Morphological structure of wool

The morphological structure of the wool fibre is shown in the figure. It consists of three structural parts.

(a) Epidermis or Cuticle
(b) Cortex

(c) Medulla. Cuticle.

Morphological structure of wool

The cuticular

The layer is the outer surface of the fibre. It is made up of flat, irregular horny scales which overlap with the projecting edges pointing. Towards the fibre tip. This serrated pattern is similar to fish scales or like that of tiles of a roof. This scaly epidermis serves as a protection for the main part of the fibre, and also gives it rigidity.

The cuticle cell width is around 36 micron, the thickness is 0.5 1.0 micron and the visible length is around 16 micron. The size and density of the scales vary along with the fibre and from fibre to fibre. In fine wool, one scale is enough to go all the way around the fibre, so that it looks like a series of funnels set inside each other.

When the diameter increases, the number of scales also increases. The scaly layer consists of three separate fractions ie. epicuticle (outermost exocuticle and endocuticle (innermost) which constitutes the scales. The epicuticle is an extremely thin layer, reputed to have a thickness of 50-250A.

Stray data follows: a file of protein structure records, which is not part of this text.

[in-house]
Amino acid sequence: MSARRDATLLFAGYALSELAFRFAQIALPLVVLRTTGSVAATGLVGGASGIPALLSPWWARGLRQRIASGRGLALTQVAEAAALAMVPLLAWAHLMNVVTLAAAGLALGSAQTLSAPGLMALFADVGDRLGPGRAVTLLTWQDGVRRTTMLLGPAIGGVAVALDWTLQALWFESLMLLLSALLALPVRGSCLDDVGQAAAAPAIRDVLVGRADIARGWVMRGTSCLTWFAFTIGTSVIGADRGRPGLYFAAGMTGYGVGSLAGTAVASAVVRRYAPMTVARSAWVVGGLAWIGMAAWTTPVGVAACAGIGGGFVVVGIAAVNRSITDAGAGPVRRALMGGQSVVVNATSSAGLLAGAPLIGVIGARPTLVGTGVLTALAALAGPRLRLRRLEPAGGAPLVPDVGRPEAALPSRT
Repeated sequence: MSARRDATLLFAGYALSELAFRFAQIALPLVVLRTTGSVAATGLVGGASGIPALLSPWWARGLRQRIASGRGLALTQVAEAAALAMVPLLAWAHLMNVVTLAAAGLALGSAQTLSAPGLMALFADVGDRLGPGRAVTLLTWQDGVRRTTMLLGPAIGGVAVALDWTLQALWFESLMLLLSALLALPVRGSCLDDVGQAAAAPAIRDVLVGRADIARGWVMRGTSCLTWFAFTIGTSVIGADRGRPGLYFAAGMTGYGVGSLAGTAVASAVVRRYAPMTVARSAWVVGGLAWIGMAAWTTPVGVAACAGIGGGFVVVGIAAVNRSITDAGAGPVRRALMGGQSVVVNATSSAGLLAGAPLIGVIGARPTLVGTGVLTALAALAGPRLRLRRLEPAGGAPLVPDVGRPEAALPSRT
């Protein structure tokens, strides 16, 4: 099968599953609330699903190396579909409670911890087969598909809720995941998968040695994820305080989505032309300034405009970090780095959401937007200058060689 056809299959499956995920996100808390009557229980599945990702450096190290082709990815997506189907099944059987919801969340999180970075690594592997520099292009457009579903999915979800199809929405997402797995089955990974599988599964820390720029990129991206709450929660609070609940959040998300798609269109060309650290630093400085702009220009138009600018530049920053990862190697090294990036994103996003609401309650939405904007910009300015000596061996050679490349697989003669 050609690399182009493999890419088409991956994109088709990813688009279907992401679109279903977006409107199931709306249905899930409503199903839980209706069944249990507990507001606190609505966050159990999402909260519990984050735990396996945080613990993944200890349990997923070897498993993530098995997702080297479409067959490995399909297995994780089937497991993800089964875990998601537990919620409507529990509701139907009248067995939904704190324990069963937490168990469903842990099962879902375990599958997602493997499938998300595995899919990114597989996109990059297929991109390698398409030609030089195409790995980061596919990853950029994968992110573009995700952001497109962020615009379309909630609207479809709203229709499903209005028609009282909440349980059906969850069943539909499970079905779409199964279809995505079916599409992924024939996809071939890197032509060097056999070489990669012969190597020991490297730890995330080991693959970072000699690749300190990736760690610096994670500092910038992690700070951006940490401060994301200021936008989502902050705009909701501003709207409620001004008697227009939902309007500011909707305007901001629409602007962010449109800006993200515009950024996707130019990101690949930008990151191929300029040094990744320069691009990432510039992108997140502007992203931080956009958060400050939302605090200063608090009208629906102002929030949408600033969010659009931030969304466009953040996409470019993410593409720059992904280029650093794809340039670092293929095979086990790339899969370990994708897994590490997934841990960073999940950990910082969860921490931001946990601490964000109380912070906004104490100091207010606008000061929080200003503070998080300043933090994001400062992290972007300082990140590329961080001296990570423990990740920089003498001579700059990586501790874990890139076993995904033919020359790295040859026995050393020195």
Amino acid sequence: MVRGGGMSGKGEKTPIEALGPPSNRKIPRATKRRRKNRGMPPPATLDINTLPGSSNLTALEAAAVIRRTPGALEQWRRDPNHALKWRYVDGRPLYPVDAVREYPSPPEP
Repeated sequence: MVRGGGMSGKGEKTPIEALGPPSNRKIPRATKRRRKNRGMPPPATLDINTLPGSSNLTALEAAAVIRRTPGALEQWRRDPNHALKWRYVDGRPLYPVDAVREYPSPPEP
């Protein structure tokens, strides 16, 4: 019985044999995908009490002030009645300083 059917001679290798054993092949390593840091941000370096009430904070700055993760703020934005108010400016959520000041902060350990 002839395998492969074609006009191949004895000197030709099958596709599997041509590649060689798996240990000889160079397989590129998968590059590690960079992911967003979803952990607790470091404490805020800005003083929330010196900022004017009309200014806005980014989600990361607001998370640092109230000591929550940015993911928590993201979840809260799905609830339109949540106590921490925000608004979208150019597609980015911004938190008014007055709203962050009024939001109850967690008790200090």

The cortex constitutes the main portion or body of the wool fibre. It consists of long, slightly flattened and twisted spindle-shaped cells. The cells are approximately 80-110 micron long and 2.5 and 1.2-2.6 micron for the major and minor diameters respectively.
The cross-section of the fibre may be circular but more often they are elliptical. For circular cross-section, the diameter of the cortex cells is the same. The cortex may be divided into its cells by treatment with enzymes. These cells, in turn, consist of fibri!s- that are oriented along the length of the cell.

The cells appear to have an enclosing membrane and joined together by a cementing tissue. The cortex of the fibre is mainly responsible for the strength, elasticity and dyeing behavior of wool.


In some of the medium or coarser wool, there is a central core or medulla that runs lengthwise through the fibre. This medulla arises from the growing root and is loosely filled with many superimposed cells of various shapes, often polygonal.

The size of the medulla varies greatly and the volume of wool fibres occupied by the medulla may run from 10-80%. It is probably through the medulla that solutions to wet processing treatment and dyes penetrate the fibre. 

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